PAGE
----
NEW DELHI: The proposed India-European Union (EU) broad-based trade and investment agreement (BTIA) is expected to set new standards on issues related to investment, which has emerged as a bone of contention between both sides. While the EU has demanded the chapter on investment be negotiated before the trade deal is signed, India wants to negotiate the matter as part of the agreement, not earlier.
The issue was discussed extensively during a meeting between commerce & industry and textile minister Anand Sharma and EU trade commissioner Karel De Gucht on the sidelines of the India-EU summit in February.
During the meeting, India had proposed to discuss the investment chapter as whole, and not divided between pre-establishment and post-establishment issues. However, EU was insistent on negotiating pre-establishment provisions before the BTIA was through, and then negotiate post-establishment provisions with greater protection measures, as the EU had received a mandate to negotiate investment protection, according to an official involved in the talks.
Apparently, Sharma had told his EU counterpart there were “wide divergences” between both the sides and that India was willing to consider both pre-investment and post-investment issues, including protection clauses, simultaneously, not sequentially.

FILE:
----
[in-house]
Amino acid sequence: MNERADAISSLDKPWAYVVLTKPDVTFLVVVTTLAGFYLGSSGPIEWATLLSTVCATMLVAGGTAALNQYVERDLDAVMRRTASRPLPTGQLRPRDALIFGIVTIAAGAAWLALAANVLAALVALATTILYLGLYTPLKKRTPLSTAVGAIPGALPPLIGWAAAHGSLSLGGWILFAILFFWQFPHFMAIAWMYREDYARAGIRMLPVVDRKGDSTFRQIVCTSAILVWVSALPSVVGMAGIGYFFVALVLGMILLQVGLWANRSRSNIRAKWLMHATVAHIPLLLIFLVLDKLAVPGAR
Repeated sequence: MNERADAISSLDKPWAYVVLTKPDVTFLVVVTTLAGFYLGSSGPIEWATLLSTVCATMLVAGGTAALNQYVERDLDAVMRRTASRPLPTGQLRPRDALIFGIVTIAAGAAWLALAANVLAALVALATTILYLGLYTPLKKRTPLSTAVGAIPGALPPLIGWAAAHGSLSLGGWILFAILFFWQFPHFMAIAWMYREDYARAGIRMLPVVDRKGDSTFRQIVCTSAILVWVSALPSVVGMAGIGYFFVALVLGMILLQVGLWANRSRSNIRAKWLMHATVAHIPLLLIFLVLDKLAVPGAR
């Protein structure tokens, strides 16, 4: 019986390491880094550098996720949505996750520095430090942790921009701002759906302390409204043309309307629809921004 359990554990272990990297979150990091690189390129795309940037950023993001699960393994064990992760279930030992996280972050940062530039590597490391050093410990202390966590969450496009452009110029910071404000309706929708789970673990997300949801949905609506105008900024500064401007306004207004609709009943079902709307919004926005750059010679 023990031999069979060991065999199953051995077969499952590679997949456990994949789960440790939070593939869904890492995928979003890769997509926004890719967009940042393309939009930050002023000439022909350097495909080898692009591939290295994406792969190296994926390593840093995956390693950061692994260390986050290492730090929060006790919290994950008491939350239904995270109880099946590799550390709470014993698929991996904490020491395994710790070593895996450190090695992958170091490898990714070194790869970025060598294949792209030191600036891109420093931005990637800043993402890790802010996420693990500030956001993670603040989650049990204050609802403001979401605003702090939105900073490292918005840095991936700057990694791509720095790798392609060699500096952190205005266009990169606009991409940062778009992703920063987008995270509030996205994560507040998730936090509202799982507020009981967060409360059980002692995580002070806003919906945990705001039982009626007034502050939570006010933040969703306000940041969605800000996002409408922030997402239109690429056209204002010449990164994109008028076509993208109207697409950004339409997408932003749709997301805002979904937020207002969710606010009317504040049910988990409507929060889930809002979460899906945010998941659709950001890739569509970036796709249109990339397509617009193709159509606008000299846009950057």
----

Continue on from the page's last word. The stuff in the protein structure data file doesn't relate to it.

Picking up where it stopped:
This issue is significant, especially in the wake of the recent imbroglio surrounding British telecom major Vodafone Plc’s tax case relating to acquisition of stake in Hutchison Whampoa’s Indian mobile business in 2007.
“There have been differences on the investment chapter,” admitted a senior official of the department of commerce.
The problem is expected to worsen, with the finance ministry planning to review all bilateral investment protection agreements (BIPAs) to reduce incidents of arbitration with India by foreign firms.
While India has demanded overseeing the existing BIPAs, the EU wants BIPA-plus provisions, which would give a freehand to EU-based companies to challenge any regulation by the Indian government, if these feel their investment faces a risk.
The EU has also demanded the removal of restrictions on investments for maximum access to Indian markets, in all sectors. On the other hand, according to India’s foreign direct investment norms, there are sectoral caps on foreign investment, coupled with other restrictions. If the EU’s demand is met, it would impact public health and access to medicines, banking, multi-brand retail, telecommunications and aviation.